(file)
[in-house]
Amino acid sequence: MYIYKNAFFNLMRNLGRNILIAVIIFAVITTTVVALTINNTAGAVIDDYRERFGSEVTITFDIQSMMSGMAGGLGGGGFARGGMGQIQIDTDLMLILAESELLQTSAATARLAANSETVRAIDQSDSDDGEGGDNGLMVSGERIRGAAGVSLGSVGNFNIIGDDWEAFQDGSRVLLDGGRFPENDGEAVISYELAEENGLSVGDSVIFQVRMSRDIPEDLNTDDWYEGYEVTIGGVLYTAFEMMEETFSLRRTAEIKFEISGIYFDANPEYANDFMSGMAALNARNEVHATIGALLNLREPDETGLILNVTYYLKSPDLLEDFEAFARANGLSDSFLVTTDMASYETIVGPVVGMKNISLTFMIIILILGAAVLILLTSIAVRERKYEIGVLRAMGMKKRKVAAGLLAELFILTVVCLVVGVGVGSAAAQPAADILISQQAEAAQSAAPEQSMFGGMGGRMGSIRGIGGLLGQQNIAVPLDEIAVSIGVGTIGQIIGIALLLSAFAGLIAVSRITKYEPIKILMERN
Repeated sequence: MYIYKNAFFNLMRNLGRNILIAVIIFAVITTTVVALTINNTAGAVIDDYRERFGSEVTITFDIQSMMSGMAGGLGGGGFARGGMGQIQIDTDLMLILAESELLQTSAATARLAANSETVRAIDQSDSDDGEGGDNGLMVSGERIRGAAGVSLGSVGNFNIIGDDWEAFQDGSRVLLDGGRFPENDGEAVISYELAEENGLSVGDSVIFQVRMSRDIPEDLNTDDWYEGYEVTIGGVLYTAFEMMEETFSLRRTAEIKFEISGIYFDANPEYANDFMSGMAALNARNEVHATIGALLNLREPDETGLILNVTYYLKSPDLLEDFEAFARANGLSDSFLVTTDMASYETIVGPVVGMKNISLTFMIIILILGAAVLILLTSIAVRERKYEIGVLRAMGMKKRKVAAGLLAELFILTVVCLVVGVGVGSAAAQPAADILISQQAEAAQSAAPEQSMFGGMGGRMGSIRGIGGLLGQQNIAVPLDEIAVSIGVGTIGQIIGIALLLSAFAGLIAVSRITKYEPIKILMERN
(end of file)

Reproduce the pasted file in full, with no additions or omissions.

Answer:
[in-house]
Amino acid sequence: MYIYKNAFFNLMRNLGRNILIAVIIFAVITTTVVALTINNTAGAVIDDYRERFGSEVTITFDIQSMMSGMAGGLGGGGFARGGMGQIQIDTDLMLILAESELLQTSAATARLAANSETVRAIDQSDSDDGEGGDNGLMVSGERIRGAAGVSLGSVGNFNIIGDDWEAFQDGSRVLLDGGRFPENDGEAVISYELAEENGLSVGDSVIFQVRMSRDIPEDLNTDDWYEGYEVTIGGVLYTAFEMMEETFSLRRTAEIKFEISGIYFDANPEYANDFMSGMAALNARNEVHATIGALLNLREPDETGLILNVTYYLKSPDLLEDFEAFARANGLSDSFLVTTDMASYETIVGPVVGMKNISLTFMIIILILGAAVLILLTSIAVRERKYEIGVLRAMGMKKRKVAAGLLAELFILTVVCLVVGVGVGSAAAQPAADILISQQAEAAQSAAPEQSMFGGMGGRMGSIRGIGGLLGQQNIAVPLDEIAVSIGVGTIGQIIGIALLLSAFAGLIAVSRITKYEPIKILMERN
Repeated sequence: MYIYKNAFFNLMRNLGRNILIAVIIFAVITTTVVALTINNTAGAVIDDYRERFGSEVTITFDIQSMMSGMAGGLGGGGFARGGMGQIQIDTDLMLILAESELLQTSAATARLAANSETVRAIDQSDSDDGEGGDNGLMVSGERIRGAAGVSLGSVGNFNIIGDDWEAFQDGSRVLLDGGRFPENDGEAVISYELAEENGLSVGDSVIFQVRMSRDIPEDLNTDDWYEGYEVTIGGVLYTAFEMMEETFSLRRTAEIKFEISGIYFDANPEYANDFMSGMAALNARNEVHATIGALLNLREPDETGLILNVTYYLKSPDLLEDFEAFARANGLSDSFLVTTDMASYETIVGPVVGMKNISLTFMIIILILGAAVLILLTSIAVRERKYEIGVLRAMGMKKRKVAAGLLAELFILTVVCLVVGVGVGSAAAQPAADILISQQAEAAQSAAPEQSMFGGMGGRMGSIRGIGGLLGQQNIAVPLDEIAVSIGVGTIGQIIGIALLLSAFAGLIAVSRITKYEPIKILMERN